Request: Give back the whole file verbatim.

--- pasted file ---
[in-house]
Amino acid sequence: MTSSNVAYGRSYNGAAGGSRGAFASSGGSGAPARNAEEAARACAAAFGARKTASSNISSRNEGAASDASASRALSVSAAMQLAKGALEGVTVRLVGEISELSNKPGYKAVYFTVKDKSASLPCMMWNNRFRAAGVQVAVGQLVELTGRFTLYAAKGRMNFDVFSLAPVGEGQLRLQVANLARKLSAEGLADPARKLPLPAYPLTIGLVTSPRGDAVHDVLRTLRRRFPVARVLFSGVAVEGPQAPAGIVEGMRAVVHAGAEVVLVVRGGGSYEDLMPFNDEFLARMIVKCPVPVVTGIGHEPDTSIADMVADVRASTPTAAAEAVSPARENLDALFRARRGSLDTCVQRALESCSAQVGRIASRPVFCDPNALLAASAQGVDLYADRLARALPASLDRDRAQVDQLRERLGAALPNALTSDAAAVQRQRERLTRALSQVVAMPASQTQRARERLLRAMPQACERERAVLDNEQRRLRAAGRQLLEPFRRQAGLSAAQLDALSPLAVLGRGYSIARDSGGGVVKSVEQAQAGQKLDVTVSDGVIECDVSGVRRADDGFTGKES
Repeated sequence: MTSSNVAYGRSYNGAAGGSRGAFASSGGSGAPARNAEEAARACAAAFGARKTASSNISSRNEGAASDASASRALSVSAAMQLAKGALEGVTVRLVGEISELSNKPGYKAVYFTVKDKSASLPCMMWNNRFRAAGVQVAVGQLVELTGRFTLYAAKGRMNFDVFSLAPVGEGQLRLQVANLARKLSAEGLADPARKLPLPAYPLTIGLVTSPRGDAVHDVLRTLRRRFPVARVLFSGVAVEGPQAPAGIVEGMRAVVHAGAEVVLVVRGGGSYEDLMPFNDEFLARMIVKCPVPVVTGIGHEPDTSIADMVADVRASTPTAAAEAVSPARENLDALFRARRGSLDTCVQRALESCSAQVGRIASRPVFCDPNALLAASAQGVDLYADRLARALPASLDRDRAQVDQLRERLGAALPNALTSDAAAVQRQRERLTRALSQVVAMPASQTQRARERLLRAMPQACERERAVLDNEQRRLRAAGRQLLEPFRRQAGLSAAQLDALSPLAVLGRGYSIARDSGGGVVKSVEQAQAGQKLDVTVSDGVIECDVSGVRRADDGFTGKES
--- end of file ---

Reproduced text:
[in-house]
Amino acid sequence: MTSSNVAYGRSYNGAAGGSRGAFASSGGSGAPARNAEEAARACAAAFGARKTASSNISSRNEGAASDASASRALSVSAAMQLAKGALEGVTVRLVGEISELSNKPGYKAVYFTVKDKSASLPCMMWNNRFRAAGVQVAVGQLVELTGRFTLYAAKGRMNFDVFSLAPVGEGQLRLQVANLARKLSAEGLADPARKLPLPAYPLTIGLVTSPRGDAVHDVLRTLRRRFPVARVLFSGVAVEGPQAPAGIVEGMRAVVHAGAEVVLVVRGGGSYEDLMPFNDEFLARMIVKCPVPVVTGIGHEPDTSIADMVADVRASTPTAAAEAVSPARENLDALFRARRGSLDTCVQRALESCSAQVGRIASRPVFCDPNALLAASAQGVDLYADRLARALPASLDRDRAQVDQLRERLGAALPNALTSDAAAVQRQRERLTRALSQVVAMPASQTQRARERLLRAMPQACERERAVLDNEQRRLRAAGRQLLEPFRRQAGLSAAQLDALSPLAVLGRGYSIARDSGGGVVKSVEQAQAGQKLDVTVSDGVIECDVSGVRRADDGFTGKES
Repeated sequence: MTSSNVAYGRSYNGAAGGSRGAFASSGGSGAPARNAEEAARACAAAFGARKTASSNISSRNEGAASDASASRALSVSAAMQLAKGALEGVTVRLVGEISELSNKPGYKAVYFTVKDKSASLPCMMWNNRFRAAGVQVAVGQLVELTGRFTLYAAKGRMNFDVFSLAPVGEGQLRLQVANLARKLSAEGLADPARKLPLPAYPLTIGLVTSPRGDAVHDVLRTLRRRFPVARVLFSGVAVEGPQAPAGIVEGMRAVVHAGAEVVLVVRGGGSYEDLMPFNDEFLARMIVKCPVPVVTGIGHEPDTSIADMVADVRASTPTAAAEAVSPARENLDALFRARRGSLDTCVQRALESCSAQVGRIASRPVFCDPNALLAASAQGVDLYADRLARALPASLDRDRAQVDQLRERLGAALPNALTSDAAAVQRQRERLTRALSQVVAMPASQTQRARERLLRAMPQACERERAVLDNEQRRLRAAGRQLLEPFRRQAGLSAAQLDALSPLAVLGRGYSIARDSGGGVVKSVEQAQAGQKLDVTVSDGVIECDVSGVRRADDGFTGKES